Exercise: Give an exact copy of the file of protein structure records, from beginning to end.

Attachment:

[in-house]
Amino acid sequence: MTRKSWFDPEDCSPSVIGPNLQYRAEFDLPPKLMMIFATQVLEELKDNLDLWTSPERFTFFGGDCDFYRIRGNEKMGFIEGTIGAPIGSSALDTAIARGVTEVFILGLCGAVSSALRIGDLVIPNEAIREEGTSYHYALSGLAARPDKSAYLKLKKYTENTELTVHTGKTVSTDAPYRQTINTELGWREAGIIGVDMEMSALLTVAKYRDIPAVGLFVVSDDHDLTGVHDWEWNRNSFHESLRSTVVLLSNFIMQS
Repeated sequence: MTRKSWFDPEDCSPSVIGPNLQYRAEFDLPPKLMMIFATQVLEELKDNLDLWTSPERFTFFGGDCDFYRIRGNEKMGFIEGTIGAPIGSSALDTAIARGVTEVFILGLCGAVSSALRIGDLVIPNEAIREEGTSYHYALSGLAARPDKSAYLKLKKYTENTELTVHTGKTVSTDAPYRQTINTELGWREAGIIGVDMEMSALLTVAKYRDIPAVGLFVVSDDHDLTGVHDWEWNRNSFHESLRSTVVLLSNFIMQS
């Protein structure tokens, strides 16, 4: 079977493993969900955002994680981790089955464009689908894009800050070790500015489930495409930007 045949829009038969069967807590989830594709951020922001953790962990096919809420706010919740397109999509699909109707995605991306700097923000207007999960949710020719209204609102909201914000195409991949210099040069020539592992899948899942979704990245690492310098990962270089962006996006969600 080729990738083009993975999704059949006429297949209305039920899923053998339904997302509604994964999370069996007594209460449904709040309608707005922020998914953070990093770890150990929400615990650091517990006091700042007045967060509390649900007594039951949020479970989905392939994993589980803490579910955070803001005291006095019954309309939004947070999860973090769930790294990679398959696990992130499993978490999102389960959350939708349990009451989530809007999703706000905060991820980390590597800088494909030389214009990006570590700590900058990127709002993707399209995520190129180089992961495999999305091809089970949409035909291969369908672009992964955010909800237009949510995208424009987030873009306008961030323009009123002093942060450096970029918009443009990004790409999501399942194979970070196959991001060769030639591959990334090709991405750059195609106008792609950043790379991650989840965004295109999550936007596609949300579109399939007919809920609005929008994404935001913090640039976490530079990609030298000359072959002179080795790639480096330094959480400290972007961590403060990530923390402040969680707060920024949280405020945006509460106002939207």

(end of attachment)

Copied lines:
[in-house]
Amino acid sequence: MTRKSWFDPEDCSPSVIGPNLQYRAEFDLPPKLMMIFATQVLEELKDNLDLWTSPERFTFFGGDCDFYRIRGNEKMGFIEGTIGAPIGSSALDTAIARGVTEVFILGLCGAVSSALRIGDLVIPNEAIREEGTSYHYALSGLAARPDKSAYLKLKKYTENTELTVHTGKTVSTDAPYRQTINTELGWREAGIIGVDMEMSALLTVAKYRDIPAVGLFVVSDDHDLTGVHDWEWNRNSFHESLRSTVVLLSNFIMQS
Repeated sequence: MTRKSWFDPEDCSPSVIGPNLQYRAEFDLPPKLMMIFATQVLEELKDNLDLWTSPERFTFFGGDCDFYRIRGNEKMGFIEGTIGAPIGSSALDTAIARGVTEVFILGLCGAVSSALRIGDLVIPNEAIREEGTSYHYALSGLAARPDKSAYLKLKKYTENTELTVHTGKTVSTDAPYRQTINTELGWREAGIIGVDMEMSALLTVAKYRDIPAVGLFVVSDDHDLTGVHDWEWNRNSFHESLRSTVVLLSNFIMQS
């Protein structure tokens, strides 16, 4: 079977493993969900955002994680981790089955464009689908894009800050070790500015489930495409930007 045949829009038969069967807590989830594709951020922001953790962990096919809420706010919740397109999509699909109707995605991306700097923000207007999960949710020719209204609102909201914000195409991949210099040069020539592992899948899942979704990245690492310098990962270089962006996006969600 080729990738083009993975999704059949006429297949209305039920899923053998339904997302509604994964999370069996007594209460449904709040309608707005922020998914953070990093770890150990929400615990650091517990006091700042007045967060509390649900007594039951949020479970989905392939994993589980803490579910955070803001005291006095019954309309939004947070999860973090769930790294990679398959696990992130499993978490999102389960959350939708349990009451989530809007999703706000905060991820980390590597800088494909030389214009990006570590700590900058990127709002993707399209995520190129180089992961495999999305091809089970949409035909291969369908672009992964955010909800237009949510995208424009987030873009306008961030323009009123002093942060450096970029918009443009990004790409999501399942194979970070196959991001060769030639591959990334090709991405750059195609106008792609950043790379991650989840965004295109999550936007596609949300579109399939007919809920609005929008994404935001913090640039976490530079990609030298000359072959002179080795790639480096330094959480400290972007961590403060990530923390402040969680707060920024949280405020945006509460106002939207």